This study compared COVID-19 case counts in 251 Massachusetts school districts with different requirements for physical distancing between students (at least three feet vs. at least six feet) from September 24, 2020 to January 27, 2021. Districts were classified by the minimum distance permitted across grades (e.g., a district with a minimum requirement of at least 3 feet for some grades, even if other grades required at least 6 feet or greater distances were described as “preferred,” would be classified as at least 3 feet). Districts with intermediate distance requirements were excluded from the primary analysis. Data on distance requirements in district-level infection control plans were taken from publicly available sources, and were abstracted and classified by three investigators. District-level case counts were taken from the website of the Massachusetts Department of Elementary and Secondary Education, to which districts were required to report cases on a weekly basis. Cases were defined by a positive laboratory test for SARS-CoV-2 in a student or staff member who had been physically present in a school building during the seven days preceding the positive test. Weekly incidence was calculated by district for students and staff separately, and tested for association with distancing requirements (at least 6 feet vs. at least 3 feet) with negative binomial regression. Analyses were adjusted for community SARS-CoV-2 incidence (at the county level weighted by zip code), proportion of children living in poverty in the district, and the racial/ethnic distribution of enrolled students in the district.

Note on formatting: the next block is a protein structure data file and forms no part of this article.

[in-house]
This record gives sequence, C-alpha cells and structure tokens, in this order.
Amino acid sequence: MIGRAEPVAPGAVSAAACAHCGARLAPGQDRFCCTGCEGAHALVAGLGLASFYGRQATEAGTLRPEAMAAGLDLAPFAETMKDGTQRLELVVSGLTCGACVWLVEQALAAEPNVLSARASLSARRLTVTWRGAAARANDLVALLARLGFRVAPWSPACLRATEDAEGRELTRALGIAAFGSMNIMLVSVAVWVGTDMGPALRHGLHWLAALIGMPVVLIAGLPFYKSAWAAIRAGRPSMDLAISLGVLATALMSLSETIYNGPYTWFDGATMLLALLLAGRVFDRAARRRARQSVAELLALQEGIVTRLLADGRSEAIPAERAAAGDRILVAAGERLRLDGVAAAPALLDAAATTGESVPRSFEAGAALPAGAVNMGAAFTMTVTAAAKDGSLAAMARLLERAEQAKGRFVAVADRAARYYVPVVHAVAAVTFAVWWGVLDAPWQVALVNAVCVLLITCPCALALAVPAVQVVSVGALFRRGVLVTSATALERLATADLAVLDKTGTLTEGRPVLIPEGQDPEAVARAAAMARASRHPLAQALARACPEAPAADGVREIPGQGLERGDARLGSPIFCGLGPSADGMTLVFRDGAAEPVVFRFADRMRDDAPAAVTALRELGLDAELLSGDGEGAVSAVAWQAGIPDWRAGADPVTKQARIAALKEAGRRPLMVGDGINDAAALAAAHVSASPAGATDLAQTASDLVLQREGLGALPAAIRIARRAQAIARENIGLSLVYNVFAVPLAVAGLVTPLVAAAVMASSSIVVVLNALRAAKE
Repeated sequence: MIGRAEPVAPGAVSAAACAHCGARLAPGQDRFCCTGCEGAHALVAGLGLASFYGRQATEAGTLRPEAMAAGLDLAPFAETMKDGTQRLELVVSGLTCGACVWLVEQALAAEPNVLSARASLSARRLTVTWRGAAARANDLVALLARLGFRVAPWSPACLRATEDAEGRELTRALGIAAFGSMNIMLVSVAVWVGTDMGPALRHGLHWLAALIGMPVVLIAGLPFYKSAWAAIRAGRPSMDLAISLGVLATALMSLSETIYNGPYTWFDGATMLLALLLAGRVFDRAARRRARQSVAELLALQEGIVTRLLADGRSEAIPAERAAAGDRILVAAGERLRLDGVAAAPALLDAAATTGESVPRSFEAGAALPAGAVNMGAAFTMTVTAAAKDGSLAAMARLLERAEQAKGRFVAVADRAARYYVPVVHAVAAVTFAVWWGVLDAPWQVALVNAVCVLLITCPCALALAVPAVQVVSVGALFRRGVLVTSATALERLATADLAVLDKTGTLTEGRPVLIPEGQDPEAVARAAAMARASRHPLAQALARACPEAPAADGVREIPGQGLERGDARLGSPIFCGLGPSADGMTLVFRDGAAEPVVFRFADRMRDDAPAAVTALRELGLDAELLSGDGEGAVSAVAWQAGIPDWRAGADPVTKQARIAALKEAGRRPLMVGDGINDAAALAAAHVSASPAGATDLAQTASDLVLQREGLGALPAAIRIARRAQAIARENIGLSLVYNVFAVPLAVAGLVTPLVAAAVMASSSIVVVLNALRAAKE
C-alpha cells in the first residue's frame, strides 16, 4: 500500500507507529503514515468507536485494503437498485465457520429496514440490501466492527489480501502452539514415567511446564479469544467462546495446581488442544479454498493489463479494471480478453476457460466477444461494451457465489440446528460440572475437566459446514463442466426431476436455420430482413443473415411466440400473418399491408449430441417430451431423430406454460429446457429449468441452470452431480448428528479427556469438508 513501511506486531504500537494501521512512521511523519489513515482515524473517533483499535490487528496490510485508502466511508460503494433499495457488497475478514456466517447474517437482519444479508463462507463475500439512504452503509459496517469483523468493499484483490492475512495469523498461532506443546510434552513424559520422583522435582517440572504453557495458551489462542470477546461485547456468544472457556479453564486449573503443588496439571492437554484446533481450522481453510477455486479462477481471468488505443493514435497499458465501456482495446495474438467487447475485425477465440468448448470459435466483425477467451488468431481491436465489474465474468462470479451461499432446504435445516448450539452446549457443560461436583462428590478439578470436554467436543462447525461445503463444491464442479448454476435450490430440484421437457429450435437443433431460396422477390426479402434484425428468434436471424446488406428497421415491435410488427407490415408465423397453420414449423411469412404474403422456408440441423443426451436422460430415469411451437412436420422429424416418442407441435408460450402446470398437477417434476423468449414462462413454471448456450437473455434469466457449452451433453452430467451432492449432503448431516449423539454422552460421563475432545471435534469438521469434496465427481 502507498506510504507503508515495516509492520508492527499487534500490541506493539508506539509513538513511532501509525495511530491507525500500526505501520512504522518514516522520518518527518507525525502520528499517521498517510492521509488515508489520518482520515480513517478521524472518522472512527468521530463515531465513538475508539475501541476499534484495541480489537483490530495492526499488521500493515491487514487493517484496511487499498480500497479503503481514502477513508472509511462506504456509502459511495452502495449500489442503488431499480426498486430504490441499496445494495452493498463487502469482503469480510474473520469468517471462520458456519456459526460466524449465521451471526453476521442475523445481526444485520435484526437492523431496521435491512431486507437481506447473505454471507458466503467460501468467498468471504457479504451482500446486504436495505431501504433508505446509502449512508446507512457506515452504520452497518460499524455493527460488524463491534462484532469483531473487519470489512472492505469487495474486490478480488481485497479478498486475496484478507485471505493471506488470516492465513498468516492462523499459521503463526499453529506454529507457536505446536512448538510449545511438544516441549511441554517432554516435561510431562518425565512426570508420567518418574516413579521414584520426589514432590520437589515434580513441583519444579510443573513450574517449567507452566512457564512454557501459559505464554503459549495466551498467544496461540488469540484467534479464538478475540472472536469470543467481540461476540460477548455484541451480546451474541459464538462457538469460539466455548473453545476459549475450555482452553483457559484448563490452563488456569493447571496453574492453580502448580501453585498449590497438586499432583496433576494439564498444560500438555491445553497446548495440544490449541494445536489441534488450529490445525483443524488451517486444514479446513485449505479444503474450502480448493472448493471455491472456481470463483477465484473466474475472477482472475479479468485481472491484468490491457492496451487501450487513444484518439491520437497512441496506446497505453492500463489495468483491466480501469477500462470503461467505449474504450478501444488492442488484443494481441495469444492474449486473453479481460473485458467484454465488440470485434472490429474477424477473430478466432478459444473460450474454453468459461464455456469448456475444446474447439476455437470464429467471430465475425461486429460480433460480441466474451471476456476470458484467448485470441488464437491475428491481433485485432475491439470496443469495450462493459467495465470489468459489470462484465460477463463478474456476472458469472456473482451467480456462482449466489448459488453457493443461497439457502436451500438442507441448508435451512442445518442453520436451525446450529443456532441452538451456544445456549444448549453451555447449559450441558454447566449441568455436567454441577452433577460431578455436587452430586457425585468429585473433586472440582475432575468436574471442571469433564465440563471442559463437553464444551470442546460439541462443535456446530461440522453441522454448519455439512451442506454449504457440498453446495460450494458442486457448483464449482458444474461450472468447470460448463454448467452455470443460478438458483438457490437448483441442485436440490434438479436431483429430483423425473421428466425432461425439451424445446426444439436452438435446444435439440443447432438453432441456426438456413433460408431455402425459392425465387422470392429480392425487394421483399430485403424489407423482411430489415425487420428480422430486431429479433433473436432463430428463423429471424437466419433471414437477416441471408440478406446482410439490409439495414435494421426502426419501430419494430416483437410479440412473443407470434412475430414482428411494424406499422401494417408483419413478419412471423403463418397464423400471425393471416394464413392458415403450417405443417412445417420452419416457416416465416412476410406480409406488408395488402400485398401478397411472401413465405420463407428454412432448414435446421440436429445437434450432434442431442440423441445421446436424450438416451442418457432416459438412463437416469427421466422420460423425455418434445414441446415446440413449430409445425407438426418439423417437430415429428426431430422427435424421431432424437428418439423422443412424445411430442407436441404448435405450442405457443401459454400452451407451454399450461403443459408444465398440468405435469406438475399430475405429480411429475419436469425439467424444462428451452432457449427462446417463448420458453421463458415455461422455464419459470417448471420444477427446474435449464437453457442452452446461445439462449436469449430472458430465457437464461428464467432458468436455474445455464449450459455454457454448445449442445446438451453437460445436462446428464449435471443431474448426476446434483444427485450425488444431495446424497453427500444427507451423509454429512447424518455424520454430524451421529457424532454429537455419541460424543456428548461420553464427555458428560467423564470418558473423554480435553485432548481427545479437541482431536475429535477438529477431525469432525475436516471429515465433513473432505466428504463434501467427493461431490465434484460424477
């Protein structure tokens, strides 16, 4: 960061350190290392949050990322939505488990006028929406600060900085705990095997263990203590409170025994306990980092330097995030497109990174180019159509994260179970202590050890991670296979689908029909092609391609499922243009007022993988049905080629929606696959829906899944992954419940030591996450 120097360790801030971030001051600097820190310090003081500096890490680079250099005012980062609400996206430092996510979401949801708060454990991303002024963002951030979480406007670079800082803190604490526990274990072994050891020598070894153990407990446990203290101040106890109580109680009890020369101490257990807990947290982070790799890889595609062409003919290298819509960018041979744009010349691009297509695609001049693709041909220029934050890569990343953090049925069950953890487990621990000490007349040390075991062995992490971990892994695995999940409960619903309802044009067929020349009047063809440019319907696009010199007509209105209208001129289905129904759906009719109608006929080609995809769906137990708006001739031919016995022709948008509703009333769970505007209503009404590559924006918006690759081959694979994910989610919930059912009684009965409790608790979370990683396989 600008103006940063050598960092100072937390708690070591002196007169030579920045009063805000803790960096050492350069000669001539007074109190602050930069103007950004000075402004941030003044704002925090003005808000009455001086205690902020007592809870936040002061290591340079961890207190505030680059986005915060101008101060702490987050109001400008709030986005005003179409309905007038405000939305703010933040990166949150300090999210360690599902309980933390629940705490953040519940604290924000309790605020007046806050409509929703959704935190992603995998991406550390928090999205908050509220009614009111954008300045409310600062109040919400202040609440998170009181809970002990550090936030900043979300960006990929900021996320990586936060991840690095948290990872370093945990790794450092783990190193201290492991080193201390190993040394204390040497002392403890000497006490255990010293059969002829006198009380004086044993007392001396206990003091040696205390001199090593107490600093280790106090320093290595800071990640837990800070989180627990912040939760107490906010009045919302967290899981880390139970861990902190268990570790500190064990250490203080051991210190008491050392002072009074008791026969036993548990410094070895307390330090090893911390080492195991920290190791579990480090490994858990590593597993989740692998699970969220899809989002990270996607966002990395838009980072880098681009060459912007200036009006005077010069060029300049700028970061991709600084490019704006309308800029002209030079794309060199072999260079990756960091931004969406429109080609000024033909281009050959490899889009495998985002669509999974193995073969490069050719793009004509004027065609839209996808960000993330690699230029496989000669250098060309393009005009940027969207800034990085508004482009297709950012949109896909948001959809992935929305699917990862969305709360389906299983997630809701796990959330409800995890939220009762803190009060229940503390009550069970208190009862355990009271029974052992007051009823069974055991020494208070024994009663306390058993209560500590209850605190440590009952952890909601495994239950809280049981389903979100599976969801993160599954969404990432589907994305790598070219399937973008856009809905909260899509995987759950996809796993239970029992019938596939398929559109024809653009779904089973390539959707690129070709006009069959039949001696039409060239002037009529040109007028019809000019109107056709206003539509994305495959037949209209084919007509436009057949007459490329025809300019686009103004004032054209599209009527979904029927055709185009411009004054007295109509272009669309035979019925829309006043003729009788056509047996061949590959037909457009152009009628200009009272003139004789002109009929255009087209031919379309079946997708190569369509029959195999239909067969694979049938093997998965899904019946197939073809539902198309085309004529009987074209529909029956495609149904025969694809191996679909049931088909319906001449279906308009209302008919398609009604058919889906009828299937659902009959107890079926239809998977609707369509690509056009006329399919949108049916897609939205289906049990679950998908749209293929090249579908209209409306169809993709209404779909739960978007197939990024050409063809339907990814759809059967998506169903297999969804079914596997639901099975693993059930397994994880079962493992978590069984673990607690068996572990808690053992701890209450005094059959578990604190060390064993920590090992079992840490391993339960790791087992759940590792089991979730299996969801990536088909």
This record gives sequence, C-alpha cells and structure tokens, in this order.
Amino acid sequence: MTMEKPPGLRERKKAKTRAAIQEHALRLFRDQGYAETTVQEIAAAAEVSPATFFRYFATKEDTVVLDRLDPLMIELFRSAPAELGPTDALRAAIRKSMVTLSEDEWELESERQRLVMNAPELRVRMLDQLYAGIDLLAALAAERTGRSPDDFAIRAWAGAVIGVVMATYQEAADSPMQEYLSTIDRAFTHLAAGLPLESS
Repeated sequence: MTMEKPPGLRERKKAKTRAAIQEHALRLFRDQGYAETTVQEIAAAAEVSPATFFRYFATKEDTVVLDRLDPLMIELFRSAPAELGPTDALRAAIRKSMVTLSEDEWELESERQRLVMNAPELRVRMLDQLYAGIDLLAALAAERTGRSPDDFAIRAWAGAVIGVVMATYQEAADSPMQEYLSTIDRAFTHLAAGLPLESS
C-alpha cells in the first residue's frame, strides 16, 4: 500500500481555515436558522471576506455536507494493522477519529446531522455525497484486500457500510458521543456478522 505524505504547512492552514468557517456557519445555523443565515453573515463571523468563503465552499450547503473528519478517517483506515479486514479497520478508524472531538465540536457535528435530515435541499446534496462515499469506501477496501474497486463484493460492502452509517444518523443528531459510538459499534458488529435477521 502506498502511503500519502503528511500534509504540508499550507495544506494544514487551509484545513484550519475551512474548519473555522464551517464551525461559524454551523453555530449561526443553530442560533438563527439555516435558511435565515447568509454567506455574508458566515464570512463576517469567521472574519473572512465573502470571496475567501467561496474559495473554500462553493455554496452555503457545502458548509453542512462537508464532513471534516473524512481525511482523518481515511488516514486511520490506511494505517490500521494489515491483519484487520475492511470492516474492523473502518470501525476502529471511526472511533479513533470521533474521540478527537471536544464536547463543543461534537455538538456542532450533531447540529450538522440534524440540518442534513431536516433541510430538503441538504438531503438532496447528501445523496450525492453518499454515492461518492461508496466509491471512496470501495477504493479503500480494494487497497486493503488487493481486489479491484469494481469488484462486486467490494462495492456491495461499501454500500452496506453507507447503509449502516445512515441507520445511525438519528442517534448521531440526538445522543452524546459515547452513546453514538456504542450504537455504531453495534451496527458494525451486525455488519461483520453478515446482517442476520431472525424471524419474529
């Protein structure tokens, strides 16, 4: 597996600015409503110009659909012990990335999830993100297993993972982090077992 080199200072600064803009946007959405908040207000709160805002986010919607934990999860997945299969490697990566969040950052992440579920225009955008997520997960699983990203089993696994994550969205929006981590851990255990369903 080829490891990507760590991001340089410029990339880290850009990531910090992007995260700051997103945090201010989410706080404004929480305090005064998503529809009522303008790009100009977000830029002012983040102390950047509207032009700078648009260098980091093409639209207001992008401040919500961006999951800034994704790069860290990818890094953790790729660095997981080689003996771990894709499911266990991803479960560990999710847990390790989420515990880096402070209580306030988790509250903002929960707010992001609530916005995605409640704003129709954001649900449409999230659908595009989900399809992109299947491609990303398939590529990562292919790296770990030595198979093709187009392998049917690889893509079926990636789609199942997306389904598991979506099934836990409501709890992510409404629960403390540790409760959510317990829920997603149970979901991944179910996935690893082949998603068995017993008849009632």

Summary of Main Findings